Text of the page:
Running with Intention

bintention

When I made a goal of giving intentions to my runs for this month, Catrina @ Keeponrunning was curious to know why. Here ya go!

Fairytales and Fitness

Intention: the end or object intended; purpose

Synonyms: aim, goal, objective, plan, target

What sort of running intention can you set?
I like to have goals; to have something to work towards. My overall intention for running at present? Maintaining my base. That’s the physical part.

Spiritually/Physically, I continue to work on nasal breathing — although I must say I’m not sure how long I want to keep trying, as even after a couple of months it still seems hard — one of my intentions for staying the course with that is to connect mind and body.

Your intentions for running don’t have to be something big. It could be as simple as getting yourself out of the house. Enjoying the feeling of moving your body. These are great intentions!

Or it can be more elaborate: focusing on getting stronger, running further, improving your form so you can run pain free. There are as many intentions as there are runners, and there can be multiple intentions for one runner — even one run!

Intentions aren’t just for running
I’m sure that’s fairly obvious, but sometimes it’s a good thing to state the obvious. Sometimes we forget. You can set an intention for pretty much everything in your life:

  • What to do when you get up.
  • How to treat others.
  • How you want to feel today.
  • Do more ________ (you fill in the blank — set an intention why you want to do it, and maybe you will actually do it).
  • The clothes you choose. How do you intend to present yourself to the world today?

 

What’s the difference between affirmations and intentions?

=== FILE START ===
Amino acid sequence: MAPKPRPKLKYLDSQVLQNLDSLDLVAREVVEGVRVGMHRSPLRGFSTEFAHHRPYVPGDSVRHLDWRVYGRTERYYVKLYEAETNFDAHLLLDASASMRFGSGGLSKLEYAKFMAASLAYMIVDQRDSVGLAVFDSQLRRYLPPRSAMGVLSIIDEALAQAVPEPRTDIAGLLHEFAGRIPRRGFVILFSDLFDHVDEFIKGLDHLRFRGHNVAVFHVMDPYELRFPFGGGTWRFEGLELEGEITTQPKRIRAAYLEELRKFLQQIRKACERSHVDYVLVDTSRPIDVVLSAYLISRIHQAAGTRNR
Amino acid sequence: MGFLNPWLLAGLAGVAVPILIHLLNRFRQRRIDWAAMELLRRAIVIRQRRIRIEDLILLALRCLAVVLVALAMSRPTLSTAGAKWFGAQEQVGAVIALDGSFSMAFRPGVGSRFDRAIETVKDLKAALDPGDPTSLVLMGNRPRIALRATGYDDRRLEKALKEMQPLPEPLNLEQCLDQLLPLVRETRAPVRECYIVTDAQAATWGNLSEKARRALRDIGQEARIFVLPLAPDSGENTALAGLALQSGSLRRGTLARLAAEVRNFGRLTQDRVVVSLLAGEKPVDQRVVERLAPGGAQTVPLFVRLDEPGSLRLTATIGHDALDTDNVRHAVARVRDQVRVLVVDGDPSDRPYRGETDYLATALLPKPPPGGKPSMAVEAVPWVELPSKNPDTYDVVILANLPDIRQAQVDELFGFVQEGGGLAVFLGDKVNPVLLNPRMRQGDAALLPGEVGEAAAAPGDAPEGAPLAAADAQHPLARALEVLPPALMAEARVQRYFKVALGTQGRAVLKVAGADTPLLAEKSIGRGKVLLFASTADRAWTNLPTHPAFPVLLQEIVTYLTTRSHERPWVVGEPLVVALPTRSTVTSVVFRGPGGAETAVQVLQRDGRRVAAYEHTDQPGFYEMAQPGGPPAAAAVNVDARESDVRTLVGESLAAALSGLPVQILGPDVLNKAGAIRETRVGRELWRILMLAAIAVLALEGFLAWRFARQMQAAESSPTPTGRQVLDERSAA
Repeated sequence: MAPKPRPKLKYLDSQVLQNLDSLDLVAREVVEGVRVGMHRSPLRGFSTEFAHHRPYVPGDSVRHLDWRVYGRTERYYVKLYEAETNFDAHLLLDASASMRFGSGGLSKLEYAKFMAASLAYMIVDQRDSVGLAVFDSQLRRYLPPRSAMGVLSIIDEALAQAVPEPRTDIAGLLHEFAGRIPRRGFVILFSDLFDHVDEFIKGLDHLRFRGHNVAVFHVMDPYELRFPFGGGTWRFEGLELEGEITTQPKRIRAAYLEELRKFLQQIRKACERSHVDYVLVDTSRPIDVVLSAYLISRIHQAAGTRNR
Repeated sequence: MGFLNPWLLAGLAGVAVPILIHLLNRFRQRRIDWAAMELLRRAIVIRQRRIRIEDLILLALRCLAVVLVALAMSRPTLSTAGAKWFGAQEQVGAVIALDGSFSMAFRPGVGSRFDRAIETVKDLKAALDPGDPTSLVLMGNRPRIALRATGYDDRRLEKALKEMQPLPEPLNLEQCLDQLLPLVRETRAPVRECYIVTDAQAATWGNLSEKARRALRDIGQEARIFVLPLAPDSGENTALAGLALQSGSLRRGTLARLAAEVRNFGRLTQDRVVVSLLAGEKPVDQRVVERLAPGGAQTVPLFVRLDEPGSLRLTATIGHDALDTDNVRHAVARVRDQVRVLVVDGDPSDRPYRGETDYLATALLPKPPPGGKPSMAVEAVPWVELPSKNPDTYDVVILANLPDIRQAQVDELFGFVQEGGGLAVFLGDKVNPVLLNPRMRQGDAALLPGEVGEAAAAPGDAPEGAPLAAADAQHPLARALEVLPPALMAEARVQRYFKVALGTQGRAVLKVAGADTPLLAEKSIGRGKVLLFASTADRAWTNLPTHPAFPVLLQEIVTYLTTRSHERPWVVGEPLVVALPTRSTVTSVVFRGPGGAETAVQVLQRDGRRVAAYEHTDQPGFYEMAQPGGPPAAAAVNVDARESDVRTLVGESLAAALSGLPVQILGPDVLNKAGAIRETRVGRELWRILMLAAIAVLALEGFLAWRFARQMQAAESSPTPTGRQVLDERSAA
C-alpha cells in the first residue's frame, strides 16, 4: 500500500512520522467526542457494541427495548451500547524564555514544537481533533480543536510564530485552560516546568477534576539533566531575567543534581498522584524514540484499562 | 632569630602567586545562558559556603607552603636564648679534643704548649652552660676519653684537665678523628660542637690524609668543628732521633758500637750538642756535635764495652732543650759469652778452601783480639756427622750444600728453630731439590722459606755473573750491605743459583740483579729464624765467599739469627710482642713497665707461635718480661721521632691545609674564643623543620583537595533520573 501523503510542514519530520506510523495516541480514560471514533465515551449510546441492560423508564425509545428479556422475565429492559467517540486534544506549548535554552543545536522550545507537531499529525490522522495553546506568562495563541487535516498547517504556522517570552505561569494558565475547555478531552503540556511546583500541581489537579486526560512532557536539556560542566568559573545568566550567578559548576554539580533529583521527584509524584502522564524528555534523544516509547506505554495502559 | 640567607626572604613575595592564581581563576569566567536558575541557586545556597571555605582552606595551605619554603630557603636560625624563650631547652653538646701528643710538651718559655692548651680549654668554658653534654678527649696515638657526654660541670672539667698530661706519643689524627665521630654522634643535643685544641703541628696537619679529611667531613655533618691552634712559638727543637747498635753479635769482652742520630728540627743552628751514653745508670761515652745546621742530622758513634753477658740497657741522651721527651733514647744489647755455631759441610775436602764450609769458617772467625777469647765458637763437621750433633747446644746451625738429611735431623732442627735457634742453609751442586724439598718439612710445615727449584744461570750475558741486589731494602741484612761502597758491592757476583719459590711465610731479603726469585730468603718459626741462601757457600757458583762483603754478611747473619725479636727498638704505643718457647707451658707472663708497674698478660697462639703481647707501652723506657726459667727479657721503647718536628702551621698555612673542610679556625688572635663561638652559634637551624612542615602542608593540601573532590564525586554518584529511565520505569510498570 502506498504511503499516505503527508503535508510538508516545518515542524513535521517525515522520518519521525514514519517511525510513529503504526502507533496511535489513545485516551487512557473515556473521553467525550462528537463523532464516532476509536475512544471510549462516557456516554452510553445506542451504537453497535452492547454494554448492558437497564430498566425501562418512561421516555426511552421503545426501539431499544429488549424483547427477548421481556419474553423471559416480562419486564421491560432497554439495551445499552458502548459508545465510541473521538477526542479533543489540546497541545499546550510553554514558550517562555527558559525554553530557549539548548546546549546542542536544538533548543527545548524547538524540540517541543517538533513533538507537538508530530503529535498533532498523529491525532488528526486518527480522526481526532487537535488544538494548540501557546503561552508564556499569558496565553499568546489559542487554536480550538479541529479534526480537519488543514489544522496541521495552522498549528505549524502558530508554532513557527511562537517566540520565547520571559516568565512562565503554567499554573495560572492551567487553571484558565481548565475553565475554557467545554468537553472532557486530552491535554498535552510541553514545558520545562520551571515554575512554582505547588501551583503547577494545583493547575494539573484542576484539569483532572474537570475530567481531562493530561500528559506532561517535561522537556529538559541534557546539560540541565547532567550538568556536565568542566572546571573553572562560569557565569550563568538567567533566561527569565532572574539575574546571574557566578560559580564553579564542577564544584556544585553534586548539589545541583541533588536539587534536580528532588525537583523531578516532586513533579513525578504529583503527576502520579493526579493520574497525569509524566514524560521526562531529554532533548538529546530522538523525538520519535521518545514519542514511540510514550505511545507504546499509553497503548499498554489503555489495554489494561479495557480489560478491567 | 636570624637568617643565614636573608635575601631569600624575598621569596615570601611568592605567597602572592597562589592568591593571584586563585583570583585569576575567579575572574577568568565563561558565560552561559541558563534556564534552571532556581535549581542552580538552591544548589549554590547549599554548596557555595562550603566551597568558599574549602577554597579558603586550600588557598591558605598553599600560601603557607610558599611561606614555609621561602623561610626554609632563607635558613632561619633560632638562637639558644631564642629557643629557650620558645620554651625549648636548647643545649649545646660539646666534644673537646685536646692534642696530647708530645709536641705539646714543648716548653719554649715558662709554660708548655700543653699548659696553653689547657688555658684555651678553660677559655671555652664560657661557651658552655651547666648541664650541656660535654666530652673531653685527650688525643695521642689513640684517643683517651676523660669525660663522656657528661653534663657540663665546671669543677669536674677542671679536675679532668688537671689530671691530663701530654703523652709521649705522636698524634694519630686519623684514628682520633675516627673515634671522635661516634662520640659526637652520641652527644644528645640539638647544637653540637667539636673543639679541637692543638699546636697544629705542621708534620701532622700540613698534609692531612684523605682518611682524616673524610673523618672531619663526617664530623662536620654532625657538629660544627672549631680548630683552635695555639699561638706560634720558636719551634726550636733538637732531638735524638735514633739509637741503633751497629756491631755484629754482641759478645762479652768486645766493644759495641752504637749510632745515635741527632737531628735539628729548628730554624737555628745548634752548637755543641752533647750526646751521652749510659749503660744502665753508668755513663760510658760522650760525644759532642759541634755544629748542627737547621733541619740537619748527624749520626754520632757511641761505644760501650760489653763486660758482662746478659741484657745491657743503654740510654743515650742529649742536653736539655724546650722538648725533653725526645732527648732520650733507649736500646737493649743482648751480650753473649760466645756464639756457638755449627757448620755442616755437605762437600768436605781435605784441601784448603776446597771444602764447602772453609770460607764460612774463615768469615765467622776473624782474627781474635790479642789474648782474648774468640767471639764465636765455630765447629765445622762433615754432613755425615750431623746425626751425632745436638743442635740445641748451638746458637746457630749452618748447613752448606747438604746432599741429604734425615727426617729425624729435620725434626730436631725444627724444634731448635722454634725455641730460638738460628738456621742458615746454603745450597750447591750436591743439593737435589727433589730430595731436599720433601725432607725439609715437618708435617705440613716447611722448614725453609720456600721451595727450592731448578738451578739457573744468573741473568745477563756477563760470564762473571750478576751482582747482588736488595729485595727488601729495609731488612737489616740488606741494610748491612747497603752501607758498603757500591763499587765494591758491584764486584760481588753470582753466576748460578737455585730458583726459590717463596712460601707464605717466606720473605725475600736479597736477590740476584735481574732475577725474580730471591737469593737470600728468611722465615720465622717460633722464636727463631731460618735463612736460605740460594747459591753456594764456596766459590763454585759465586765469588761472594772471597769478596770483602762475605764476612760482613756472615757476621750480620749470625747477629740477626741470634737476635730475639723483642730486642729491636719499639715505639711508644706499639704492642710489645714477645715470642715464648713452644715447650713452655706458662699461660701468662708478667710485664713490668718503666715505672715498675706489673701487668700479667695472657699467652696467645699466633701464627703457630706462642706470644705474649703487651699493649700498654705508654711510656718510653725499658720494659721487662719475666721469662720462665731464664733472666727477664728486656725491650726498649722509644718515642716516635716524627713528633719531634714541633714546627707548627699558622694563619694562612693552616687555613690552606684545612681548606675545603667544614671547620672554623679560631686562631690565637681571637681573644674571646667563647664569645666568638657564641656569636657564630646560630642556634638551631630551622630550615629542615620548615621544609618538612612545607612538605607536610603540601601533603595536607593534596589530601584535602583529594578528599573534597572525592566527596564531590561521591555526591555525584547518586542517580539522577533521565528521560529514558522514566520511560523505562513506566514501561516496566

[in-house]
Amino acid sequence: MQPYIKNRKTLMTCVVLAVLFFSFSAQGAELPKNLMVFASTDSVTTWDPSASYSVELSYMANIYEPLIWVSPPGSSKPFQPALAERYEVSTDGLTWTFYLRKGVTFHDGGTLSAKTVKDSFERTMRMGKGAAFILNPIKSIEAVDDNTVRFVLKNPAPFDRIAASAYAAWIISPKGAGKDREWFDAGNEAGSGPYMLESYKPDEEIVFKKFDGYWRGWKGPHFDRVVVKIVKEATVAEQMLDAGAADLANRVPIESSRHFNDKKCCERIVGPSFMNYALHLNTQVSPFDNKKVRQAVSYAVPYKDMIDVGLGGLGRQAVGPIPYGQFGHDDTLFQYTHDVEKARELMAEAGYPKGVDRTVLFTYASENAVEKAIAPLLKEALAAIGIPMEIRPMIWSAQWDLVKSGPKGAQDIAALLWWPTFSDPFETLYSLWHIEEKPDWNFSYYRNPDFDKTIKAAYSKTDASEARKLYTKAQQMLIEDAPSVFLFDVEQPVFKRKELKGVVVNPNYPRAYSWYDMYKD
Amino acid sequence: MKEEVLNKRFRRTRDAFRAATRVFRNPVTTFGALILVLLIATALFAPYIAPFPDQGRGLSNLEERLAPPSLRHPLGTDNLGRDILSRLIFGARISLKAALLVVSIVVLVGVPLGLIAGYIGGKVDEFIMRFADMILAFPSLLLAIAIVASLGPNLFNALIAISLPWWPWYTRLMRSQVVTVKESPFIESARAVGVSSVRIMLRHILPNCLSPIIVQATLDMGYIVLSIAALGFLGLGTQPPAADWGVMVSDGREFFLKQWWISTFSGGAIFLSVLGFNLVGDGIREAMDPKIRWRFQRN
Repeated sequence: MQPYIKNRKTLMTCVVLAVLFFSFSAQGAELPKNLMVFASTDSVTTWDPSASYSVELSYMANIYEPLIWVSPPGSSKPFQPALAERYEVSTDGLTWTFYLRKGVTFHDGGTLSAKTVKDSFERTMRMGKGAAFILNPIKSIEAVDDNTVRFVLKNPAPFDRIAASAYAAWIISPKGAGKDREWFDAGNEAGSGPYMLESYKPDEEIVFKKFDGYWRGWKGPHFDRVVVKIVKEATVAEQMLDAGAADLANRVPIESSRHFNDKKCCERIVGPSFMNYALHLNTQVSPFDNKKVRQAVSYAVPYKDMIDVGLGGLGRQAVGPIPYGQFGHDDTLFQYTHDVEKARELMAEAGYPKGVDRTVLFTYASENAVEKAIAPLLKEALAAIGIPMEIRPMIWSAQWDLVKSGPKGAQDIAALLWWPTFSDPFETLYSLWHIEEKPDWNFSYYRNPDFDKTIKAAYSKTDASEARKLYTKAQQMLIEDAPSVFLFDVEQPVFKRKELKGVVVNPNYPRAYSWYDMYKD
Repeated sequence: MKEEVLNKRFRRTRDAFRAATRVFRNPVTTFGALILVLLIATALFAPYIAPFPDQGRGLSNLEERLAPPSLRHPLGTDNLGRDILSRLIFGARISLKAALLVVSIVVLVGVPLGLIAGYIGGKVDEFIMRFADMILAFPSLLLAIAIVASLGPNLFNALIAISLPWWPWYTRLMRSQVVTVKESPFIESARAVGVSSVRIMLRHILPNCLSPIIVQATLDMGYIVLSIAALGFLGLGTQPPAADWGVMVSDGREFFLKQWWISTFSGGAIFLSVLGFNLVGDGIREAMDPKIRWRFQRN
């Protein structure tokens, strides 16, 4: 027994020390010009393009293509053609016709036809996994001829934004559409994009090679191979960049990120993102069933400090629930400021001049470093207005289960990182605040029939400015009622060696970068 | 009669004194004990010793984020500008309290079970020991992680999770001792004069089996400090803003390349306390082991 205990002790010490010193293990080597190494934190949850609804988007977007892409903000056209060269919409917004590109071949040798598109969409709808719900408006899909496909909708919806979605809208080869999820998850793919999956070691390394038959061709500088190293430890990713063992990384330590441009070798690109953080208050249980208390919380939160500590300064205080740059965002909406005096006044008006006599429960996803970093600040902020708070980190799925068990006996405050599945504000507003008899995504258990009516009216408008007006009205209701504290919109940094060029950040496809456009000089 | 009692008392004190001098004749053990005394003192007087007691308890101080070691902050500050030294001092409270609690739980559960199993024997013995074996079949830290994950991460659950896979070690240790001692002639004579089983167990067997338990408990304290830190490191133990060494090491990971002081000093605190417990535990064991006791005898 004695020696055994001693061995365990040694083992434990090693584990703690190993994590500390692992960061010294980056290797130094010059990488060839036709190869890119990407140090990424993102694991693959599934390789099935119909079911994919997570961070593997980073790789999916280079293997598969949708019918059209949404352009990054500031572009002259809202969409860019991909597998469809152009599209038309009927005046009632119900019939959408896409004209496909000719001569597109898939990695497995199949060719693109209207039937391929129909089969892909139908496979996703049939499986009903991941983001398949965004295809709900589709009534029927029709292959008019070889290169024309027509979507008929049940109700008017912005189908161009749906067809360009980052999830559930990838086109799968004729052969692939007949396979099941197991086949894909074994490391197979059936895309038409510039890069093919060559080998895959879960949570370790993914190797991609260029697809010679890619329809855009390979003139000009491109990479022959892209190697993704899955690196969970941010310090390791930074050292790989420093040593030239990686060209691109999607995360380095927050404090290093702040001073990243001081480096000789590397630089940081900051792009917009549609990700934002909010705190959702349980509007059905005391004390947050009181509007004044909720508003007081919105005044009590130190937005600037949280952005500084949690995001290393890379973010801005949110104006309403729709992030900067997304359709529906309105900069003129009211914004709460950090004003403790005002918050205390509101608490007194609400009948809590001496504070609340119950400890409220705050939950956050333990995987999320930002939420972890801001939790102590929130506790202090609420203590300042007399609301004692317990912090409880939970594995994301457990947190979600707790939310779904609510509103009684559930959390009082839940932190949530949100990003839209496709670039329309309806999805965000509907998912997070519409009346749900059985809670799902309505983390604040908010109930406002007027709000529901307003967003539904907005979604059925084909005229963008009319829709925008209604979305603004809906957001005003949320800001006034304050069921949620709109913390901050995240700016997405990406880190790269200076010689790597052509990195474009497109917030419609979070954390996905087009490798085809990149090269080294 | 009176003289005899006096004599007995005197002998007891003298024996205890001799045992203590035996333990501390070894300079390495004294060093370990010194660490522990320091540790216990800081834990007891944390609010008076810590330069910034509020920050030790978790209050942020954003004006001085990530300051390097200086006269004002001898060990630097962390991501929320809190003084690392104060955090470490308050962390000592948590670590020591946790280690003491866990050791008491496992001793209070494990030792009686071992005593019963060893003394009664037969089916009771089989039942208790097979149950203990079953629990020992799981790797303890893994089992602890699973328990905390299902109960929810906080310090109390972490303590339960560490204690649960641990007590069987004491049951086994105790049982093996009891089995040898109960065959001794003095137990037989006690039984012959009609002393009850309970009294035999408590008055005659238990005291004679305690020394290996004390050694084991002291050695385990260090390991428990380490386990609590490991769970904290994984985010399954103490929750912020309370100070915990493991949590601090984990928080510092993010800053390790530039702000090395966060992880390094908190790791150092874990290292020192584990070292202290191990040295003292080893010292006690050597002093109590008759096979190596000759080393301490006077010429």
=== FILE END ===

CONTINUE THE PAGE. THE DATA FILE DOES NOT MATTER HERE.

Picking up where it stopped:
I won’t lie — I went looking to other sources, because the truth is that affirmations and intentions are very, very similar. Both are powerful tools, and I suggest that you use both.

Affirmations are a declaration of what you want. You can use them whether or not you believe them to be true — simply by writing them or thinking/saying them to yourself, you are rewiring your brain to believe the affirmations are true. Affirmations should be written as if they are already true.

Some people find affirmations triggering. Some people get frustrated when they don’t come true.

Intentions (by my definition) are bringing mindfulness to everything you do. It’s not what you want, but how you want to feel.

Affirmations are an attempt to change your beliefs. Intentions are to do things with a goal in mind, aka to bring mindfulness to everything you do.

As you can see, there’s a very fine line between affirmations and intentions and this is actually a topic I need to explore more for myself.

bfocus

Why set intentions?
Whether you call it a goal, use an affirmation, or set an intention for an action — the truth is you still have to do the work. The intention helps you focus on what you want to work on. What you focus on grows.

Actually set an intention before you run, and notice how you feel after your run. After a week of runs. After a month of runs. Does setting an intention for your run keep you more focused? Do you find that you’re reaching that intention more and more?